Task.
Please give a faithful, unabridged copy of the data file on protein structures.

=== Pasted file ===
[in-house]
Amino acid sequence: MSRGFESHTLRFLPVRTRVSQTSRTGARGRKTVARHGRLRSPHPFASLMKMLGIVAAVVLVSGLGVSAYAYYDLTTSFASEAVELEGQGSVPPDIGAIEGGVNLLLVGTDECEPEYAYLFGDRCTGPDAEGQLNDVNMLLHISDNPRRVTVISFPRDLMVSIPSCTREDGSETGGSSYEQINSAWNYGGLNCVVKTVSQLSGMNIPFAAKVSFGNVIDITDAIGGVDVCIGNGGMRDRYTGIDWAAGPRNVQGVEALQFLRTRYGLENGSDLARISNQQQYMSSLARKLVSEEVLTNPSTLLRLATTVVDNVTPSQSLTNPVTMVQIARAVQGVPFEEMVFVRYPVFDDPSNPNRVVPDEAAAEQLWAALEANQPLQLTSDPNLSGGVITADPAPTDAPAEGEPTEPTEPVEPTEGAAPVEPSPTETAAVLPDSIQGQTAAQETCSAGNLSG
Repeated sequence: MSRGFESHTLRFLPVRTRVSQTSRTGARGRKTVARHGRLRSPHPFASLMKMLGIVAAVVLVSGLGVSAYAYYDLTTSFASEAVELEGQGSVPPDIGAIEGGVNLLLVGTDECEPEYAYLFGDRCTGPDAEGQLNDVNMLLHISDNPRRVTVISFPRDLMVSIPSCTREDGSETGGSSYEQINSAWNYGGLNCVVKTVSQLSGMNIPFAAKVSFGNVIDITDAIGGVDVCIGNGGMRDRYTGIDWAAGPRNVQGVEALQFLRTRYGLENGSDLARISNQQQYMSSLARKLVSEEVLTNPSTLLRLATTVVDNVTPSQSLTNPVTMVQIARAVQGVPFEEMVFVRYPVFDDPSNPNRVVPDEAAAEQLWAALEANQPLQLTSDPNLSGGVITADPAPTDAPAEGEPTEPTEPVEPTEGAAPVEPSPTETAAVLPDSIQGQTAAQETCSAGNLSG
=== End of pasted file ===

[in-house]
Amino acid sequence: MSRGFESHTLRFLPVRTRVSQTSRTGARGRKTVARHGRLRSPHPFASLMKMLGIVAAVVLVSGLGVSAYAYYDLTTSFASEAVELEGQGSVPPDIGAIEGGVNLLLVGTDECEPEYAYLFGDRCTGPDAEGQLNDVNMLLHISDNPRRVTVISFPRDLMVSIPSCTREDGSETGGSSYEQINSAWNYGGLNCVVKTVSQLSGMNIPFAAKVSFGNVIDITDAIGGVDVCIGNGGMRDRYTGIDWAAGPRNVQGVEALQFLRTRYGLENGSDLARISNQQQYMSSLARKLVSEEVLTNPSTLLRLATTVVDNVTPSQSLTNPVTMVQIARAVQGVPFEEMVFVRYPVFDDPSNPNRVVPDEAAAEQLWAALEANQPLQLTSDPNLSGGVITADPAPTDAPAEGEPTEPTEPVEPTEGAAPVEPSPTETAAVLPDSIQGQTAAQETCSAGNLSG
Repeated sequence: MSRGFESHTLRFLPVRTRVSQTSRTGARGRKTVARHGRLRSPHPFASLMKMLGIVAAVVLVSGLGVSAYAYYDLTTSFASEAVELEGQGSVPPDIGAIEGGVNLLLVGTDECEPEYAYLFGDRCTGPDAEGQLNDVNMLLHISDNPRRVTVISFPRDLMVSIPSCTREDGSETGGSSYEQINSAWNYGGLNCVVKTVSQLSGMNIPFAAKVSFGNVIDITDAIGGVDVCIGNGGMRDRYTGIDWAAGPRNVQGVEALQFLRTRYGLENGSDLARISNQQQYMSSLARKLVSEEVLTNPSTLLRLATTVVDNVTPSQSLTNPVTMVQIARAVQGVPFEEMVFVRYPVFDDPSNPNRVVPDEAAAEQLWAALEANQPLQLTSDPNLSGGVITADPAPTDAPAEGEPTEPTEPVEPTEGAAPVEPSPTETAAVLPDSIQGQTAAQETCSAGNLSG